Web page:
Joas Wagemakers talks about his new book, The Muslim Brotherhood in Jordan, with Marc Lynch on this week’s podcast. The book explores the Muslim Brotherhood’s long history and complex relationship with Jordan, its parliament and society. “In Jordan [the Muslim Brotherhood] basically had Royal support from the very start, and the reason for that was that the King did not really have a lot of authority within the country of Transjordan, as it was still called in the 1920s and 30s and 40s, and sought sources of authority that would help him gain the status of King or ruler in this new nation” explains Wagemakers. Wagemakers says, “After 1989, when decisions had to be made about: are we going to participate in elections, are we going to participate in the government if the government asked us to, are we going to be responsible for the decisions that we make. [The Muslim Brotherhood] really had to make political decisions. The existing divisions within the Muslim Brotherhood became clearer and clearer.” “The brotherhood did radicalize under pressure, let's say in the 1990s, but only by resorting to the means of boycotting the election. It was in the 2010s, so the past few years, when there was quite a bit of repression that the Brotherhood had moderated further simply because they saw in Saudi Arabia, in The United Arab Emirates, in Egypt and in other countries as well, that the Brotherhood was increasingly coming under the fire, was being labeled a terrorist organization… the Islamic Action Front really had only one way left to remain relevant and to remain legal, which was to engage in parliamentary elections,” notes Wagemakers. Joas Wagemakers is an Associate Professor of Islam and Arabic at the Department of Philosophy and Religious Studies at Utrecht University. He obtained his PhD in Nijmegen, received the Erasmus Research Prize in 2011 for his dissertation, was a researcher at Clingendael and a visiting research fellow at Princeton University. Music for this season's podcast was created by Feras Arrabi. You can find more of his work on his Facebook (https://www.facebook.com/ferasarrabimusic) and Instagram (https://www.instagram.com/feras.arrabi/) page.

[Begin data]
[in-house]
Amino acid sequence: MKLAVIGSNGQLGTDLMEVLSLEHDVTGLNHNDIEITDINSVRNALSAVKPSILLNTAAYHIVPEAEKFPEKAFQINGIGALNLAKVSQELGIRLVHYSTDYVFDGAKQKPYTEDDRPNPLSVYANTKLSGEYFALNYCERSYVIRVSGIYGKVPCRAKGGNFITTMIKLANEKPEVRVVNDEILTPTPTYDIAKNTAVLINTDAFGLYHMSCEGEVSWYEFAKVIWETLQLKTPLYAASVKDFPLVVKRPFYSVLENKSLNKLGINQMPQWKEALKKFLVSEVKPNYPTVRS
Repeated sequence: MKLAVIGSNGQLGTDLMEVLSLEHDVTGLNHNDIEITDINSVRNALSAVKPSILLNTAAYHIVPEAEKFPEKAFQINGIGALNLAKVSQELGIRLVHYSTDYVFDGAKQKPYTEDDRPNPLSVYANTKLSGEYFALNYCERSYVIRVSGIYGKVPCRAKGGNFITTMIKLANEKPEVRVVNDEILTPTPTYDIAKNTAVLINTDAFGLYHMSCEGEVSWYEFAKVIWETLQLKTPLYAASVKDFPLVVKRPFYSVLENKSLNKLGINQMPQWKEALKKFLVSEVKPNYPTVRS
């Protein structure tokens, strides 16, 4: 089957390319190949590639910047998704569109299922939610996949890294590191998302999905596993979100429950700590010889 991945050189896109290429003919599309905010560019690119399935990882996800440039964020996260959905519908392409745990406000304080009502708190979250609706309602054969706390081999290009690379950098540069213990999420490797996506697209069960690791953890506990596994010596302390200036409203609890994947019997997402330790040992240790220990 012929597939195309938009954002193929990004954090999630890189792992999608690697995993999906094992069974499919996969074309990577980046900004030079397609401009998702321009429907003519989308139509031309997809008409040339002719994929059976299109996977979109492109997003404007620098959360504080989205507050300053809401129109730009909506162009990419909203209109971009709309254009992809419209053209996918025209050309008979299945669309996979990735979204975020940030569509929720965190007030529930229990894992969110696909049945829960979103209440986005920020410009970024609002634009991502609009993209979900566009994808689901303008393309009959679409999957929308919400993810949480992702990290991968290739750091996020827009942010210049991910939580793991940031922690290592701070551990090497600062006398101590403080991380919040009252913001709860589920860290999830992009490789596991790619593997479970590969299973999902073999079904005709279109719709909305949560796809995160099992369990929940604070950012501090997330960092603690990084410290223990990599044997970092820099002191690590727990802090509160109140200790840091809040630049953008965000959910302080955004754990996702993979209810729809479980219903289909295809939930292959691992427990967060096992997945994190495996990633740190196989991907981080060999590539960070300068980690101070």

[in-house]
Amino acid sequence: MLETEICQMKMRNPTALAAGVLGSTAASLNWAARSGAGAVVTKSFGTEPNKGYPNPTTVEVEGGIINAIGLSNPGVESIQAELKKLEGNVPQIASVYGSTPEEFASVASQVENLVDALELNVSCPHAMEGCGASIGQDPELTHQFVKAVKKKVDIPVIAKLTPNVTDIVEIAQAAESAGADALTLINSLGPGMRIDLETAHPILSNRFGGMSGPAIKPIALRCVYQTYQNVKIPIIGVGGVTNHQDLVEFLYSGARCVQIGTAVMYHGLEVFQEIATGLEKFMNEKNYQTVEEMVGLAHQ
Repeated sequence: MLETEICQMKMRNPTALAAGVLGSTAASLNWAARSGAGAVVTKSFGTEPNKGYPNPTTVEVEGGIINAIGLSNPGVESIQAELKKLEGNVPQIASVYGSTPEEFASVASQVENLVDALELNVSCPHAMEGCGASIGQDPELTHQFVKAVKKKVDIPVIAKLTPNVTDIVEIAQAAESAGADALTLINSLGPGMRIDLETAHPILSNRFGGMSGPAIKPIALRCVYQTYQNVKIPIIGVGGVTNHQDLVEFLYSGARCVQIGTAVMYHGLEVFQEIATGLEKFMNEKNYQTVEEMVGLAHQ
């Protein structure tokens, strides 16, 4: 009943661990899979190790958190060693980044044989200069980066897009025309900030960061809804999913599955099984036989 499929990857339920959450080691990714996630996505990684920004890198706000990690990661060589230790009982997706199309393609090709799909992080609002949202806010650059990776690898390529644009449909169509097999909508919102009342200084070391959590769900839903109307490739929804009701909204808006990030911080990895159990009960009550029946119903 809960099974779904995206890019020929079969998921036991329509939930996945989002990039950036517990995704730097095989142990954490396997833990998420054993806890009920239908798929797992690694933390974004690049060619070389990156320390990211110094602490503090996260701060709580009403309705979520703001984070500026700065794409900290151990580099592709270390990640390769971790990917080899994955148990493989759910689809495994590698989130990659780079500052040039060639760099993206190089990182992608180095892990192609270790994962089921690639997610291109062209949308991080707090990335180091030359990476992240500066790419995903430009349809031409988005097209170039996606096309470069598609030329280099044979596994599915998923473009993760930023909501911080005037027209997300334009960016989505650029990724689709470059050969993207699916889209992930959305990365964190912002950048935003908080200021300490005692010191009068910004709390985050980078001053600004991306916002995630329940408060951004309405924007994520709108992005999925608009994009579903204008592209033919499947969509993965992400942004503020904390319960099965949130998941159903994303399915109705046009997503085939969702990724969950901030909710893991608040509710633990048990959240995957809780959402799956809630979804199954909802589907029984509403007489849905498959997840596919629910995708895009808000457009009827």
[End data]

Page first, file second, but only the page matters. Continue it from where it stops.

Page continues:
Nov 2020

30 min 4 sec